Multi-Media Publishing


Desk at Rustproof Records

When I was in college, the notebook or the typewriter was the medium used to write term papers.  Multi-media meant combining one or more medium with another.  That meant, for example, gluing or taping pictures to the written document or combining the projection of still photographic images with music.  During and post-college I produced multi-media “slide shows” which were individual projected images accompanied by a sound track. 

Very soon after this, the personal computer became available, and soon after that the internet.

Today, multi-media means much more than it did during my college days.  When I or another blogger or any online source publishes text, we can combine those words with music, video, pictures, etc.  I like simple presentations, so in many ways I despise today’s multi-media.  When I  am reading, I don’t want to be distracted by other media.  Websites that automatically play music don’t stay long in my browser.  When I click on a newspaper article, I don’t want to see moving animation unless it is directly connected to the article.  Much of today’s multi-media takes the form of advertising which I particularly wish to avoid.

I recently read an article from the New Yorker.  I found it interesting, but lengthy, so I printed it to read later.  Although the piece was interesting, it referred to embedded video which I could not view in the printout.  I printed a newspaper article about spiders for my files. It had two illustrations.  However they were presented as an animated slide show, so only one of the illustrations appeared in the print out; not the one I particularly wanted.  In each case, I was left wanting.

What does this mean?  Have we become a paperless society?  Future news and information will be read on devices like the Kindle or the Fire or any tablet or phone or computer that pulls video, still images, and music from the web to your device.  Is this better or worse or indifferent.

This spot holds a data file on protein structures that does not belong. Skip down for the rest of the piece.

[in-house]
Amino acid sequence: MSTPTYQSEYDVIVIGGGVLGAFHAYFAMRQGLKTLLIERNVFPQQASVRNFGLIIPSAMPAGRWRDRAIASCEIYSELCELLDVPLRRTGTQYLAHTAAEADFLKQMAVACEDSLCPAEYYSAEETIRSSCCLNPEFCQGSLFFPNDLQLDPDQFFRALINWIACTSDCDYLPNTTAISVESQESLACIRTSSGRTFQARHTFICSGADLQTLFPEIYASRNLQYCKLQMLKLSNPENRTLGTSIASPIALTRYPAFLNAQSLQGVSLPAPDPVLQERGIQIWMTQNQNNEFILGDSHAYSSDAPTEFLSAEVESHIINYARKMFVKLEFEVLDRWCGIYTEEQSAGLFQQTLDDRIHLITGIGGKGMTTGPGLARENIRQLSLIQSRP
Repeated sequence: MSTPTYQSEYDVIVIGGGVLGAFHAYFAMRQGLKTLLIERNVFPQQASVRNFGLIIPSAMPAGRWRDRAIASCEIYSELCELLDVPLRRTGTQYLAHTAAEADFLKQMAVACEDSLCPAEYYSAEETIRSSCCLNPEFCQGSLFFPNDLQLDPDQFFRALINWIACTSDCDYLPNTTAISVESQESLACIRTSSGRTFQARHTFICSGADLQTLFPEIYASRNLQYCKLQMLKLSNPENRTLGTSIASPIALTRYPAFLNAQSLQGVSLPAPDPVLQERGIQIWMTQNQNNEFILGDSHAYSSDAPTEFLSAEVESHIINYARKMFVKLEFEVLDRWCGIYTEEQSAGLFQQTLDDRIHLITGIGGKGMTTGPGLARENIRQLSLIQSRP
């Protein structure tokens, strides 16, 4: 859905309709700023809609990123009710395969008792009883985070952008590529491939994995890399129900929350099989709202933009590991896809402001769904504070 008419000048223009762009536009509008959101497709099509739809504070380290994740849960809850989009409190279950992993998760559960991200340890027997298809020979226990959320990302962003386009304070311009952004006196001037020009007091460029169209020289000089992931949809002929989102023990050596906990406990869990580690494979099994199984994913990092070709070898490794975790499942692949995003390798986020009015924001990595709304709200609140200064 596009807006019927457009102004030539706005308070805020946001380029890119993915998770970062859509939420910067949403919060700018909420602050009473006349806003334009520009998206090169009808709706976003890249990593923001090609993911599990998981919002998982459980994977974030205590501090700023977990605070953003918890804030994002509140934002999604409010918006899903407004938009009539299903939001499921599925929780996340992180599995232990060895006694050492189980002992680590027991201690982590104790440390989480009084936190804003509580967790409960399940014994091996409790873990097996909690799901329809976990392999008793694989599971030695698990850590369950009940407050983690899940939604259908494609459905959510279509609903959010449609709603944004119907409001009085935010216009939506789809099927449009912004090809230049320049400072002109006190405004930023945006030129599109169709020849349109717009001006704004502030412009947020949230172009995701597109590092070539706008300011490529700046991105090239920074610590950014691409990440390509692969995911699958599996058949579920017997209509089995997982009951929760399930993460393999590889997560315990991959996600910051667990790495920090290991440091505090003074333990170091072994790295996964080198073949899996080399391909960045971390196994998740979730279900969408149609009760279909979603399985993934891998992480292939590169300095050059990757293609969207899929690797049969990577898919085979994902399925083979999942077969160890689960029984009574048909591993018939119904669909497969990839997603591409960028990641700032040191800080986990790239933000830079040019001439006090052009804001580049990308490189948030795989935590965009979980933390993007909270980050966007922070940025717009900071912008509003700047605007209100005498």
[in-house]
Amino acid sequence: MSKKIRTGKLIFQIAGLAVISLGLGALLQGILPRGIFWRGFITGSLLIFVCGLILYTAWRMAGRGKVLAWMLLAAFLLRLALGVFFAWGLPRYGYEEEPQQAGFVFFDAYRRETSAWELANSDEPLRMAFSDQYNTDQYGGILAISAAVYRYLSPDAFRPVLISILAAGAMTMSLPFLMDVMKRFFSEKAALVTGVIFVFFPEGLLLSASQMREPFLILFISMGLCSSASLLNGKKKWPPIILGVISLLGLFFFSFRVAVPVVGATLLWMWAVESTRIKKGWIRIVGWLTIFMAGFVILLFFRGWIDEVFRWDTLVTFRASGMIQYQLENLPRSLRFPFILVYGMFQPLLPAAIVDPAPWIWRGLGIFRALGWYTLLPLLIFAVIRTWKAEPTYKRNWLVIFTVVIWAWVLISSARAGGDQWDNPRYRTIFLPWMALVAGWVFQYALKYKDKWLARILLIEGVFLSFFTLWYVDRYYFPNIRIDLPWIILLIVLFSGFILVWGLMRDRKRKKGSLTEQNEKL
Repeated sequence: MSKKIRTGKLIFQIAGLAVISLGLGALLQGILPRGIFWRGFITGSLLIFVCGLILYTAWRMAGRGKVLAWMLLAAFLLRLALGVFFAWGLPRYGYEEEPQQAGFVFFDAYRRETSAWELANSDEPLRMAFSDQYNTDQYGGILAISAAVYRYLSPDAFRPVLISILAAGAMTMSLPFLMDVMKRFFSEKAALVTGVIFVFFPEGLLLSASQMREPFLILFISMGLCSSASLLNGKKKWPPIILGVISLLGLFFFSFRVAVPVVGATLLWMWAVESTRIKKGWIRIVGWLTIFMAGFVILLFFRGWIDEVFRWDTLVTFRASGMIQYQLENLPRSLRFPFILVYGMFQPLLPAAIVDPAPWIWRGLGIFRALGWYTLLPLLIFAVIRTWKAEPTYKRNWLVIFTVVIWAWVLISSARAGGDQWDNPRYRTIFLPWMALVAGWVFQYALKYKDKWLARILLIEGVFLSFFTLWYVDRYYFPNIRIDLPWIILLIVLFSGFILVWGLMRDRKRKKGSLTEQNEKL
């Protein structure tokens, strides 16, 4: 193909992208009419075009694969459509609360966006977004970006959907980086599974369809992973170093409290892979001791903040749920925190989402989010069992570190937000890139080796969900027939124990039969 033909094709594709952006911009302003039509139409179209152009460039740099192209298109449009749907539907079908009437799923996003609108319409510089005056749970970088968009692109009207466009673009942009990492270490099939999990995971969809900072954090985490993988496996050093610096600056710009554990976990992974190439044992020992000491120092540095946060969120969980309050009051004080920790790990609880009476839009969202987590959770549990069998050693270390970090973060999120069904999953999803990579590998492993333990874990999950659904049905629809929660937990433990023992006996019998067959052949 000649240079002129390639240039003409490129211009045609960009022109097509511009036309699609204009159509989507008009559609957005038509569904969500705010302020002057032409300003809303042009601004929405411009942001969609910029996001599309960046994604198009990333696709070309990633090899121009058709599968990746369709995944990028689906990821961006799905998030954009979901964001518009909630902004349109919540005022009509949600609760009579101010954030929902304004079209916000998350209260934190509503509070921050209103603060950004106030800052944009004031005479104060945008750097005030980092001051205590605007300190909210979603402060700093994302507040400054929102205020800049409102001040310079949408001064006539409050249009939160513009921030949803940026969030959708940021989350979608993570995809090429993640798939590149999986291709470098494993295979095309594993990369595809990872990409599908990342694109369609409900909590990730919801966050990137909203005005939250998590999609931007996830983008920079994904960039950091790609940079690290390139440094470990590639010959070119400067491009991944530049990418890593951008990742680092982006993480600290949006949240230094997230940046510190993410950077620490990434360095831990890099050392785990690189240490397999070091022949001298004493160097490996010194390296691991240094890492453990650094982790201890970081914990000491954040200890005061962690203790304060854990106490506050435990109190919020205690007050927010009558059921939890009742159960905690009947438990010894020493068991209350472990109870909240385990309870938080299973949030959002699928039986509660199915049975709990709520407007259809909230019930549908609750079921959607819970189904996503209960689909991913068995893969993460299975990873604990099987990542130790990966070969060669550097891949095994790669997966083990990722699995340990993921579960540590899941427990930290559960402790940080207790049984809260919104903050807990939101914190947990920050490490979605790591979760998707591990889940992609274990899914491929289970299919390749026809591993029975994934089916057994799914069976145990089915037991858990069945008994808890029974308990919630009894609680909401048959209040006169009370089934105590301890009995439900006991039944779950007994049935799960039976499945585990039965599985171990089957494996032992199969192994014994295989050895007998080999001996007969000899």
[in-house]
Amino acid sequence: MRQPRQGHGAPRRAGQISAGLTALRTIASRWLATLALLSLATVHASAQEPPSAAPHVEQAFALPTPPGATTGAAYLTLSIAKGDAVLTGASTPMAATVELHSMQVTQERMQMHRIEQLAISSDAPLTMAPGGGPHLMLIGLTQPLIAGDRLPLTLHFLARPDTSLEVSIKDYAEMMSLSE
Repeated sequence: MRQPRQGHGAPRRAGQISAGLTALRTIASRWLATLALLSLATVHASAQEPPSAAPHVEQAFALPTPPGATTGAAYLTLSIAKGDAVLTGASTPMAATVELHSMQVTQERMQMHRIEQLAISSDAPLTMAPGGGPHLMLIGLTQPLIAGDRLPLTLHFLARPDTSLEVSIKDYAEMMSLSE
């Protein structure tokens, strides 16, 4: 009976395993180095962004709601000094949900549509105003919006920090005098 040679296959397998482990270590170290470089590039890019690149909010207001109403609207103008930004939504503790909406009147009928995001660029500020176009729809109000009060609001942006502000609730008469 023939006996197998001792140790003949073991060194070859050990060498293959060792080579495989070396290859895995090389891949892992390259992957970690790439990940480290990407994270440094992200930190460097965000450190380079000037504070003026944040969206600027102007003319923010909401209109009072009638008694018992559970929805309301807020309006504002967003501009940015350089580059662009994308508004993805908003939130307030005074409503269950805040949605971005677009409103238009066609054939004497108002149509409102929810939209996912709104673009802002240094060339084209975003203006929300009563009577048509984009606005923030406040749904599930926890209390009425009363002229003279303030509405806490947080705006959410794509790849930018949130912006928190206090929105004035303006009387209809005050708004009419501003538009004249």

Let’s start with better.  Never a cognitive morning reader, I found a better way to read the poem: have a professional read it to me.  I always have trouble with some punctuation marks: semi-colons and long dashes.  I was able to find a site that not only made it clear, but read sentences so I could hear the difference.  Graphics, video, and audio files all add to our understanding.

Now for the worse.  I’m tired of being bombarded with pictures and music that add nothing to the text or detract from it.  Some of these are ads; some are simply irrelevant to the text.  You have all heard the webpage that has “stupid” music playing in the background, or the page with pictures that have nothing to do with the article or blog you are reading.  That is one reason why my blog posts contain few pictures.

As for the indifferent, this is more a perspective of the reader/listener than the web designer.  After awhile we learn to tune out all but the most obnoxious tunes, pictures, and videos.  Or if one site annoys, we’ll find what we want on another.

So, embrace the multi-media that improves your experience and when you do think about what life would be like without it and give thanks for these small, but significant advances in technology.

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